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  1. #1
    Join Date
    Apr 2019
    Location
    Adelaide
    Posts
    19

    Default So just how flat should a table saw top be?

    So could be a somewhat naive question, but just how flat should a cast iron top be? I've done most of my woodwork with wonky setups (hi triton workcentre owners!), and finally picked up a new sawstop contractor saw last year.

    I'd assumed it would be bang-on flat, and indeed had been using it as a reference surface as nothing else in my shed is remotely level. Had a few issues with cuts coming out angled, and when making a jig last week I couldn't get any boards to sit flat on the table. Measuring with an aluminium spirit level I can see quite a large dip when going across one diagonal (1.1mm), and a 0.5mm cup at the centre straight across the table.

    I would grab some photos but it's currently hotter than the surface of the sun here so that will have to wait till it cools down a bit!

    Now half my problem is that I know the spirit level won't be perfect, but comparing it to a different level and one side of the table I know it's not that far out.

    Given its new and was a huge purchase that I'd been saving for for quite a while I'm pretty annoyed, but I just wanted to get some advice from others here before going back to chat to the shop I bought it from.

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  3. #2
    Join Date
    Dec 2005
    Location
    South Australia
    Posts
    3,782

    Default

    That is is not too bad for a contractor saw I have seen much worse, contractor saws are the bottom line for accuracy

  4. #3
    Join Date
    Jan 2007
    Location
    Katoomba NSW
    Posts
    4,495

    Default

    The cast iron surface on a contractors saw is not that big so 1.5mm is significant IMO. I would not be happy and would be looking at a return/replacement as it is new.
    Those were the droids I was looking for.
    https://autoblastgates.com.au

  5. #4
    Join Date
    Apr 2019
    Location
    Adelaide
    Posts
    19

    Default

    Thanks guys - sawstop spec it quite a bit better than 1mm (0.016") so we'll see what the outcome is. I know contractor saws aren't necessarily the best for tolerances, but given the price of the sawstop I was expecting better than this.

    I've undone all of the rails and put the blade in a fairly neutral position so will have to see if that lets any of the stress out and takes it closer to flat.

  6. #5
    Join Date
    Feb 2016
    Location
    Canberra
    Posts
    3,854

    Default

    If the top bolts down to the base, you could put a shim under the lowest corner - then do it up.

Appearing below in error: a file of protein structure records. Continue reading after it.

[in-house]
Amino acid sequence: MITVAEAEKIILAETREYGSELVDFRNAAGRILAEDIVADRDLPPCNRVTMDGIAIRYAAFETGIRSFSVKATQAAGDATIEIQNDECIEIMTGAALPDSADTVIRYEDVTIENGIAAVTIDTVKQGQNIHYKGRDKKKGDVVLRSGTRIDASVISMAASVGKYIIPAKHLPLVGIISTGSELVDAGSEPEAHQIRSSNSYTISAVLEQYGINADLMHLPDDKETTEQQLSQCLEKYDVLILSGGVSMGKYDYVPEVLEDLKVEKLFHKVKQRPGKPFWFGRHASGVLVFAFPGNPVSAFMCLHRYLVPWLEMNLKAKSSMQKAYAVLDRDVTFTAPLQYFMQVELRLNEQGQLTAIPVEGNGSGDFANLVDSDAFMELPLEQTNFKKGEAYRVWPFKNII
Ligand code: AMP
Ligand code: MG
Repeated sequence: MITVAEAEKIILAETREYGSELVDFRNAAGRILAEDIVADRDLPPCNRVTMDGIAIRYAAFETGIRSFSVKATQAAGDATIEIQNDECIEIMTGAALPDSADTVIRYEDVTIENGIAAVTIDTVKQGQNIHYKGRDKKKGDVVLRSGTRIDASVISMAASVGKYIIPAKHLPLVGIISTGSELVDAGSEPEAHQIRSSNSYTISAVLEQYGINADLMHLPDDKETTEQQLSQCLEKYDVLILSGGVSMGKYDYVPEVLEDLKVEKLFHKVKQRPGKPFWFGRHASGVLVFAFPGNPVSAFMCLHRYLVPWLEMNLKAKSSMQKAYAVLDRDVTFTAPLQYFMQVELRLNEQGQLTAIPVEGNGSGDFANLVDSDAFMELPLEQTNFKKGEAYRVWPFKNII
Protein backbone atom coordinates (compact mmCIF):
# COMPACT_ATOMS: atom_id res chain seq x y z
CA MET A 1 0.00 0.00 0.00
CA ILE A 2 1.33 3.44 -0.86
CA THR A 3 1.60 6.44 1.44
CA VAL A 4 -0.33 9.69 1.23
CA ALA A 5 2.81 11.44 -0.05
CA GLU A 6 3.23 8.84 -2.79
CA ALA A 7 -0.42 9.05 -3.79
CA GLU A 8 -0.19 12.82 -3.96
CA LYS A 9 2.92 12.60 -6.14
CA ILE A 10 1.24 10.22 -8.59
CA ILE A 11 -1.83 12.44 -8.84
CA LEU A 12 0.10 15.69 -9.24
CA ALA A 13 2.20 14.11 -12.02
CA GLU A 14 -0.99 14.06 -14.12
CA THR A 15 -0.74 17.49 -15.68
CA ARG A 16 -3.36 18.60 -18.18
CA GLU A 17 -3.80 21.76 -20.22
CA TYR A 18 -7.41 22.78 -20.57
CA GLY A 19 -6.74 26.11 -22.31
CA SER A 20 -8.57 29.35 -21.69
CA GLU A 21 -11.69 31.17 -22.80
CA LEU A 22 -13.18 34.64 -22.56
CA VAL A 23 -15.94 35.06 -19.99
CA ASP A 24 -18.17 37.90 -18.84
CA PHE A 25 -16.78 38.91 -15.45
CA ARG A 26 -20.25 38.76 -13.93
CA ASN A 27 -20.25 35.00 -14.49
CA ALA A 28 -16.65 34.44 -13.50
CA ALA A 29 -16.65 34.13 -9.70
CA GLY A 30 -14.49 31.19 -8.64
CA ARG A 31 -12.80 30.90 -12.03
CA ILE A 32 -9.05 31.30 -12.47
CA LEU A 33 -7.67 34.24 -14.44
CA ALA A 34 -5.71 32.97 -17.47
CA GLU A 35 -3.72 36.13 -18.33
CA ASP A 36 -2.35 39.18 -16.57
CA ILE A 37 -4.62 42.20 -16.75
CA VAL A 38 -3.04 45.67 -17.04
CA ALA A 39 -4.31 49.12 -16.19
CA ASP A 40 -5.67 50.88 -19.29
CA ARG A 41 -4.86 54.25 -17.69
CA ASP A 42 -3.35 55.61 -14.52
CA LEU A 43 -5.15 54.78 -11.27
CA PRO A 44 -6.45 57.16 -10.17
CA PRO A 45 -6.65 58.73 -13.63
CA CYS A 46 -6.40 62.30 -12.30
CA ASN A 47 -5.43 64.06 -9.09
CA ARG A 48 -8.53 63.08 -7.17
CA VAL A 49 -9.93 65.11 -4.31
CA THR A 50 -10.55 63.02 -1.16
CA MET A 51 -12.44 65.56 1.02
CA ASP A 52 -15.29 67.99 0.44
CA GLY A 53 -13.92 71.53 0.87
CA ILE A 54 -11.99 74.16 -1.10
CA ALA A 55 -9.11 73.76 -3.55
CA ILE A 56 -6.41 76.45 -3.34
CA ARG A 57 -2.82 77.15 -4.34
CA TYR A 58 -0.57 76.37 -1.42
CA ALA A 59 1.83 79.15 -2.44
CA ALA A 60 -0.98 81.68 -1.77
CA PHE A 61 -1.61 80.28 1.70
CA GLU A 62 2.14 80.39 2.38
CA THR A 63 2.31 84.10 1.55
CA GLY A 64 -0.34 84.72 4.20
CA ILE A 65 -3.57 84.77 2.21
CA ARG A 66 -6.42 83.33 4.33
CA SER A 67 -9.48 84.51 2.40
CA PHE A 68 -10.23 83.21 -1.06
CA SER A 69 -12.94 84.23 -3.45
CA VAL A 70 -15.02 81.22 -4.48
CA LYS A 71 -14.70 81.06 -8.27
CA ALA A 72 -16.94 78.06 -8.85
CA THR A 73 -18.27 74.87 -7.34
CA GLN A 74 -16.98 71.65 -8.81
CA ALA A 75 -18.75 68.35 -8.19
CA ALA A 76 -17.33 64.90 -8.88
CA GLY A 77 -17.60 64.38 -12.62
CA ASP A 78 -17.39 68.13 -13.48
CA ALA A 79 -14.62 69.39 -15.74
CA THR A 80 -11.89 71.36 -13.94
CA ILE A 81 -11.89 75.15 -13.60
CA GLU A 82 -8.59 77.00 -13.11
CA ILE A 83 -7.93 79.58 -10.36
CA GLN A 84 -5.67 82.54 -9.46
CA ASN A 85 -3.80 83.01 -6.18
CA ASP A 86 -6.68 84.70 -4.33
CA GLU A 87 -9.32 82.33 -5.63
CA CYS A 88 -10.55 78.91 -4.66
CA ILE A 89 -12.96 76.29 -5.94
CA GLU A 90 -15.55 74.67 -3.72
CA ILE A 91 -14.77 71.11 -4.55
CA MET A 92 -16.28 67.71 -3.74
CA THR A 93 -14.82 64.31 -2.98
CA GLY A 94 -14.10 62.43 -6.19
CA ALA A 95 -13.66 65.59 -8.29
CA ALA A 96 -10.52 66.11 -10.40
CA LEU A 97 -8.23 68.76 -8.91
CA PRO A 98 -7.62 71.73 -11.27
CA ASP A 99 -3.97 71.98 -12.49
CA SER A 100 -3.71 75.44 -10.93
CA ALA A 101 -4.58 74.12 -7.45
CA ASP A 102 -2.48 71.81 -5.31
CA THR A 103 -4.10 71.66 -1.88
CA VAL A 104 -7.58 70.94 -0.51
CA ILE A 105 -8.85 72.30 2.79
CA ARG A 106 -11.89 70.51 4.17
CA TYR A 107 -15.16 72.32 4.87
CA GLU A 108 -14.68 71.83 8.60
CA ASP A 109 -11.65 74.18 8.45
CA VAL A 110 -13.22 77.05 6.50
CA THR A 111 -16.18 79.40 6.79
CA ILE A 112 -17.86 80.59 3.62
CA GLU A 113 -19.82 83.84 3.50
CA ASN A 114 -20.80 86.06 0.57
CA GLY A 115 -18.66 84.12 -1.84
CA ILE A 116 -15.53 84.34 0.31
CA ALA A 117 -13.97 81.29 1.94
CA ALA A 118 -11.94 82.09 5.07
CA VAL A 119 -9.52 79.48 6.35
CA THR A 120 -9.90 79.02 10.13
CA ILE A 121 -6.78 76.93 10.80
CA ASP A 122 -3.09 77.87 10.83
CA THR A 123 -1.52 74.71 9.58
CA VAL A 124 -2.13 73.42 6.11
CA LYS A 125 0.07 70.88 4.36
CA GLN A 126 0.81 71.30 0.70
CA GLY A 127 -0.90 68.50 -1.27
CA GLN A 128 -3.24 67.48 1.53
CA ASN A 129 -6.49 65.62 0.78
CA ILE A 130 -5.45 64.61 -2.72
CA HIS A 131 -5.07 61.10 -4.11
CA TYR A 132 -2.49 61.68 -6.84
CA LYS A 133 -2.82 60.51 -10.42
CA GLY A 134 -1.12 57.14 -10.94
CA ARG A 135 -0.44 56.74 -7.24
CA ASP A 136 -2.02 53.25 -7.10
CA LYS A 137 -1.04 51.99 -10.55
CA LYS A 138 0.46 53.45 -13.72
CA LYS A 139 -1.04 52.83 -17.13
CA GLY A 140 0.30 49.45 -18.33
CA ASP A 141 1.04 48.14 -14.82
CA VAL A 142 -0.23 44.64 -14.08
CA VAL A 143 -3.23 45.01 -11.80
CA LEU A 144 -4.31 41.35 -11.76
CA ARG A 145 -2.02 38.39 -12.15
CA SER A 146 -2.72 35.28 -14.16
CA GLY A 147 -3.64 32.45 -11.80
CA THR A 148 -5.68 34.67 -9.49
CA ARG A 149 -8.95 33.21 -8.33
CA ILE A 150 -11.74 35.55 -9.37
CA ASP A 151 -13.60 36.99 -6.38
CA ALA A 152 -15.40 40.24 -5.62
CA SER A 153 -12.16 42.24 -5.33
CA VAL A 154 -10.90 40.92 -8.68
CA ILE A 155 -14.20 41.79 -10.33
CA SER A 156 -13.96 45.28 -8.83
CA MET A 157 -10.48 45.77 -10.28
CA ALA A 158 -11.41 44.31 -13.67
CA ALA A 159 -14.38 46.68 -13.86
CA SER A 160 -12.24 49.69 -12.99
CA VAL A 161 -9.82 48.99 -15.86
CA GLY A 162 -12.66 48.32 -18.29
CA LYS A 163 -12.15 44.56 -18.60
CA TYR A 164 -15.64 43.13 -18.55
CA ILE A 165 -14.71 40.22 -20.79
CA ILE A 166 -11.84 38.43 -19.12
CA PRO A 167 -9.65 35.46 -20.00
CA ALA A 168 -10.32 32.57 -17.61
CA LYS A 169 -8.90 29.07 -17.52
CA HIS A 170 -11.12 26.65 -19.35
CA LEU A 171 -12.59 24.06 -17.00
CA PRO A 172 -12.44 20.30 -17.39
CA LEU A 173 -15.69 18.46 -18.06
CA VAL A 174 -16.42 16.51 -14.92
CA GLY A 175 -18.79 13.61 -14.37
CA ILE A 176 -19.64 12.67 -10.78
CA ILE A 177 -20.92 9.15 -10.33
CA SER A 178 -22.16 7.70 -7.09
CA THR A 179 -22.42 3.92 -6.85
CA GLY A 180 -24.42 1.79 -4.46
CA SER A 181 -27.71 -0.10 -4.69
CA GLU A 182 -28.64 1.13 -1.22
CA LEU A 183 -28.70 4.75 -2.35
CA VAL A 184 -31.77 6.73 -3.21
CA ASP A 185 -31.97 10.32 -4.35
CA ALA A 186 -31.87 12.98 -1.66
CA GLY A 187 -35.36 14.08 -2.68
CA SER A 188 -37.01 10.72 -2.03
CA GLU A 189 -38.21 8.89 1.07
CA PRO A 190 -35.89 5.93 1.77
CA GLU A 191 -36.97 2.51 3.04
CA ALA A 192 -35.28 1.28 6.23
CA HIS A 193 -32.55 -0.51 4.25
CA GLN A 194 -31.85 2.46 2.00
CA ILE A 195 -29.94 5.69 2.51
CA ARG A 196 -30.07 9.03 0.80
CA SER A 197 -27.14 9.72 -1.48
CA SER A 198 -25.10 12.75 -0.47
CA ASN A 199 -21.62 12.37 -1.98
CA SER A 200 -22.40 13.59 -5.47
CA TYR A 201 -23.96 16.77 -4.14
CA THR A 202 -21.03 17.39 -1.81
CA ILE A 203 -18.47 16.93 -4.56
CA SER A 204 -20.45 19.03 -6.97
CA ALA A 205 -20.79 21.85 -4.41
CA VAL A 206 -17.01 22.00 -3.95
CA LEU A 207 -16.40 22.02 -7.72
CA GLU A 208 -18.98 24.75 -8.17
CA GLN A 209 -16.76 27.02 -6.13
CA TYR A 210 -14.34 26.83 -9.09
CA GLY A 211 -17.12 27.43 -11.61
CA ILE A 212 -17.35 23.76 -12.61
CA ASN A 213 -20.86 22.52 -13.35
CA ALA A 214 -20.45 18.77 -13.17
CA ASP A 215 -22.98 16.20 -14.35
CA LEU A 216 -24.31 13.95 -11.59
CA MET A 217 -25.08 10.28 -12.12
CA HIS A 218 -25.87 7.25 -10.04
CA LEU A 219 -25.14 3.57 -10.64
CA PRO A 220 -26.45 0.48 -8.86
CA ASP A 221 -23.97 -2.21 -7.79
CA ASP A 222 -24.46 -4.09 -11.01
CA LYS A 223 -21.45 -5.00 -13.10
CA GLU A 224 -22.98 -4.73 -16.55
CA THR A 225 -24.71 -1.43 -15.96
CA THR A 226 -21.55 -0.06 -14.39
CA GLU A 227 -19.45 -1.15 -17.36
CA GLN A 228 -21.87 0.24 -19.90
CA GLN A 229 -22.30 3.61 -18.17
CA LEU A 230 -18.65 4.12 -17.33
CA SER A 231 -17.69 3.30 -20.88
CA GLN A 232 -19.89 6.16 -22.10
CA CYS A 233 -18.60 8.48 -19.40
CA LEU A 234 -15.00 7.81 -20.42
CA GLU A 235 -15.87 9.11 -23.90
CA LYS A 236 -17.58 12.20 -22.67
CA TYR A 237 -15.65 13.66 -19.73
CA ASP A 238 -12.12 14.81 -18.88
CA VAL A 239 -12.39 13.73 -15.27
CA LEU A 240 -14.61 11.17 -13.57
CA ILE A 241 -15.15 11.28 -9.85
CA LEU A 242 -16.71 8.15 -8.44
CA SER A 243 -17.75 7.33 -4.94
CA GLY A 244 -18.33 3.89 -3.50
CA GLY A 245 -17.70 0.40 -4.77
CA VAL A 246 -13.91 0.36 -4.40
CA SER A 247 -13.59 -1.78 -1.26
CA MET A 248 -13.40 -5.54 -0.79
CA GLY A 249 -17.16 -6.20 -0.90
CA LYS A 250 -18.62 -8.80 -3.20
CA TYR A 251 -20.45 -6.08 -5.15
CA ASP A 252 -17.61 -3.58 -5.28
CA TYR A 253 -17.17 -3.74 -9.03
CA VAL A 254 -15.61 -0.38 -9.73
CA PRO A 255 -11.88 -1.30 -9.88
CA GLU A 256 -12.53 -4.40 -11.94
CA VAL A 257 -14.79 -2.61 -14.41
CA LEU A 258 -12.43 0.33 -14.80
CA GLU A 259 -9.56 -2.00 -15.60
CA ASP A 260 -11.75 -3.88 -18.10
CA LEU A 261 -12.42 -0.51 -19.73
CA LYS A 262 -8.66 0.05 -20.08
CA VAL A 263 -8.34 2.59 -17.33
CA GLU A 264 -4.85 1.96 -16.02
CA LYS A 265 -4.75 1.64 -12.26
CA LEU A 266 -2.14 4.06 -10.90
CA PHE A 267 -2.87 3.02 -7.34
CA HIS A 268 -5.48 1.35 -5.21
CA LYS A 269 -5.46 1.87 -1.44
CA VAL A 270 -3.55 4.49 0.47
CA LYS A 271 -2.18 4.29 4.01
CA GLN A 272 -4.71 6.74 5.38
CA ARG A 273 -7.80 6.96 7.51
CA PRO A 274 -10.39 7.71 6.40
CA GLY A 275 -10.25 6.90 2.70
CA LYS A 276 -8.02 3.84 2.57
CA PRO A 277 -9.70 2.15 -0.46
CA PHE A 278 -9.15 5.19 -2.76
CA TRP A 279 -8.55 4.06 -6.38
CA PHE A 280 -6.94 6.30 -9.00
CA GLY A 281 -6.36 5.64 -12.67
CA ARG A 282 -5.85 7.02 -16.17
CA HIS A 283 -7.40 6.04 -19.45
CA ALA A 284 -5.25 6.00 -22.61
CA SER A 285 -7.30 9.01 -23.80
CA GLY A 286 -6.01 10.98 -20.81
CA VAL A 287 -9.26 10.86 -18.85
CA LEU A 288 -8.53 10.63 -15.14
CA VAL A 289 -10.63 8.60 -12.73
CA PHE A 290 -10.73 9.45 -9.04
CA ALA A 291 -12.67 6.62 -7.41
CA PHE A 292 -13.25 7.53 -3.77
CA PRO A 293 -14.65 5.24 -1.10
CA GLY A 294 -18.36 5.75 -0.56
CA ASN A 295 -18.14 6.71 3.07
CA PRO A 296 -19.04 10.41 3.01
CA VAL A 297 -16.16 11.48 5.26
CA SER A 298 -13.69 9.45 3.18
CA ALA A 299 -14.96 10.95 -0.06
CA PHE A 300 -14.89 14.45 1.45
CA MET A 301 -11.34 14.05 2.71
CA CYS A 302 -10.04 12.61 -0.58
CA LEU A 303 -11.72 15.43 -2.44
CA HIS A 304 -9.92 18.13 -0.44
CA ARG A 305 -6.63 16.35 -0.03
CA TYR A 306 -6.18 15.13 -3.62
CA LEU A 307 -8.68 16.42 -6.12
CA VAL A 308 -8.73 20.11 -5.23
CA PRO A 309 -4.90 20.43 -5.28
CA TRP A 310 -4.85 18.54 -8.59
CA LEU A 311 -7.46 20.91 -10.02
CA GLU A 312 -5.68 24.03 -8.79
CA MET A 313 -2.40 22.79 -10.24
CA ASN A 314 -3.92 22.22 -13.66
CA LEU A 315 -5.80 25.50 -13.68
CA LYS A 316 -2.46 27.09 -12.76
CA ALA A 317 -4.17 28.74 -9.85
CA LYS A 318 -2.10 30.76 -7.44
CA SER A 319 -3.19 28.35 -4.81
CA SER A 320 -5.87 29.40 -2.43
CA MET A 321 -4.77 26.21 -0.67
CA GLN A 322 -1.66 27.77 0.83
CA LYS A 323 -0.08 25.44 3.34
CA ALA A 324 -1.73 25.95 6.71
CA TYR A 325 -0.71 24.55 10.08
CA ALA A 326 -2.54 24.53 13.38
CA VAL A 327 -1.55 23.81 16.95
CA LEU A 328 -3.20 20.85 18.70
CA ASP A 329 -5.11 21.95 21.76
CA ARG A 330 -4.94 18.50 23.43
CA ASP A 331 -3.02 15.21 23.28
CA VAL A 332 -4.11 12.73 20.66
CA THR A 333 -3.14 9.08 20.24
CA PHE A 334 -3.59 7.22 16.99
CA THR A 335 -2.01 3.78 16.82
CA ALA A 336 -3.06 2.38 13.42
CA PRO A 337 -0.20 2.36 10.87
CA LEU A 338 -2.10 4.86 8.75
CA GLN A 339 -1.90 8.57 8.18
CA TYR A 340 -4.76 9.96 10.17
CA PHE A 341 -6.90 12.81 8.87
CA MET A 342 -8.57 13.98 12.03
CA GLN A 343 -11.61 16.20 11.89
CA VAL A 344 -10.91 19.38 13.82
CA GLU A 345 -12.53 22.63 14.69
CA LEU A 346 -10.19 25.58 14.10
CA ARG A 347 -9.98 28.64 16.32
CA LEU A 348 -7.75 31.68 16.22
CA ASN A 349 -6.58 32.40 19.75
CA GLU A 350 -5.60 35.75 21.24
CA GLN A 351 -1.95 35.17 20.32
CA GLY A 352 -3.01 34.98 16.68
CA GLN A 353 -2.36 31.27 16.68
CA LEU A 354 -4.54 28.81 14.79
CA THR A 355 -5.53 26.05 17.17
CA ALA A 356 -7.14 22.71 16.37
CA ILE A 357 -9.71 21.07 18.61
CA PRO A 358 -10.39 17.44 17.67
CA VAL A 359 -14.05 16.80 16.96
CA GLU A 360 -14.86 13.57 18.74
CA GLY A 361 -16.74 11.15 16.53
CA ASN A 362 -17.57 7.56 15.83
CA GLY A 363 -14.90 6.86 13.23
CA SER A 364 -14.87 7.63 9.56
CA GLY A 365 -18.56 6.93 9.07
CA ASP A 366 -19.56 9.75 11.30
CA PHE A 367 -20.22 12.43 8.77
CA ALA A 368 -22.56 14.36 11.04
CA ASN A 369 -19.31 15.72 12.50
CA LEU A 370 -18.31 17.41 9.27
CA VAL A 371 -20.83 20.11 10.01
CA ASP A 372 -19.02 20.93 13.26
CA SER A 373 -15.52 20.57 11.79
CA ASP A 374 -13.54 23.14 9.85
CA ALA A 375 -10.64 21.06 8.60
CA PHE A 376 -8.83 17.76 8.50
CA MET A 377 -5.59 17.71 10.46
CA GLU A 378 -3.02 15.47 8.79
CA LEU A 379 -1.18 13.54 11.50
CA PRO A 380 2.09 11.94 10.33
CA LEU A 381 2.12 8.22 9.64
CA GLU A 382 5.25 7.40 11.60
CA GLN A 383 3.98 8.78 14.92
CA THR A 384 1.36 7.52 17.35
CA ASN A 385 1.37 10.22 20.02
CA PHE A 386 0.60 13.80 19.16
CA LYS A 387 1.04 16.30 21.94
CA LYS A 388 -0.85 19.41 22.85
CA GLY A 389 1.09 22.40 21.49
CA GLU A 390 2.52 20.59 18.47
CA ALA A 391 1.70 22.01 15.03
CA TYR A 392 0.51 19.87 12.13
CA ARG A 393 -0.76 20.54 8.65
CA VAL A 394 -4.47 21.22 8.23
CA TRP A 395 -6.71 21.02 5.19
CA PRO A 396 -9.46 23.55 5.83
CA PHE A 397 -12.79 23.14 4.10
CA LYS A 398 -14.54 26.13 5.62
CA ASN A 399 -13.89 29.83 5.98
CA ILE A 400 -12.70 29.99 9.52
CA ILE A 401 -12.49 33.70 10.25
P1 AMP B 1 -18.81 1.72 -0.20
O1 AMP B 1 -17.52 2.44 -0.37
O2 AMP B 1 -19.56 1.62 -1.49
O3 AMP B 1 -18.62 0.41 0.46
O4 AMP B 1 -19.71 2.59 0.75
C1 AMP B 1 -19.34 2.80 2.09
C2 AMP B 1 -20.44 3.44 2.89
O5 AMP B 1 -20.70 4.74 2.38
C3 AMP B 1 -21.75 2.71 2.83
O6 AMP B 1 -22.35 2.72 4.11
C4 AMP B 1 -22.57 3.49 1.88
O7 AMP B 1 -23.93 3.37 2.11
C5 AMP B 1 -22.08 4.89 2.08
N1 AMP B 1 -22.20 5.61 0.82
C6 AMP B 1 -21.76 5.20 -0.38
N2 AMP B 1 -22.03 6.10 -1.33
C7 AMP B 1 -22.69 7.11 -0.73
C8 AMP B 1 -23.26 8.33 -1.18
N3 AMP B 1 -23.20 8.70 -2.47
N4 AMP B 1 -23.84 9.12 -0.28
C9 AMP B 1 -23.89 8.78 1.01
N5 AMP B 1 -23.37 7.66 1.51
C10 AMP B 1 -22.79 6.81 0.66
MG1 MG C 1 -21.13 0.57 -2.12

A coke can is 0.1mm. Make up a 1mm thick shim (cut the cat out, flatten it, fold it up and drill a hole for the bolt).

    See if that removes it.

  7. #6
    Join Date
    Jul 2011
    Location
    Berowra Waters
    Posts
    1,041

    Default

    If you have it in the direct hot sun that will make the metal distort considerably, but no doubt, being a sawstop, there’s bound to be manufacturing issues there too.

  8. #7
    Join Date
    Feb 2016
    Location
    Perth WA Australia
    Posts
    636

    Default

    Few questions:
    - Is it the insert causing the dip? ie if you rechecked either side of the insert is the dip still apparent? If not quite easy to shim the insert and not something that Sawstop will bother helping you with.
    - Having a straight edge that is known to be straight is quite crucial, as others have said its not too bad, and aluminums levels are rarely straight edges
    - The angled cuts could be attributed to blade not 90 degrees to surface, poor feed technique, warped boards/panels and the obvious table saw issues. Having said that the larger the board the less likely you'll have issues and it'll essentially "ride" the dip.

  9. #8
    Join Date
    Apr 2019
    Location
    Adelaide
    Posts
    19

    Default

    Quote Originally Posted by tonzeyd View Post
    Few questions:
    Definitely not the insert, I've checked it with/without to make sure it wasn't sitting proud. The lack of a reference is definitely an issue, but I'm fairly sure it's generally straight as it agrees with another level, and also looks flat when measuring the right side of the table.

    I had assumed before that the wonky cuts were me rather than the saw, but measuring the big dip made me second guess this. Since the last post I stripped and realigned all of the rails which actually seems to have improved things somewhat. I can still see a dip, but it's more like 0.5mm across the table which I can probably deal with. I can only assume that assembling it at night when it was 10C, and using it mid-summer when it's 40C has put a bit of stress on the table.

    Thanks everyone for the help and suggestions!

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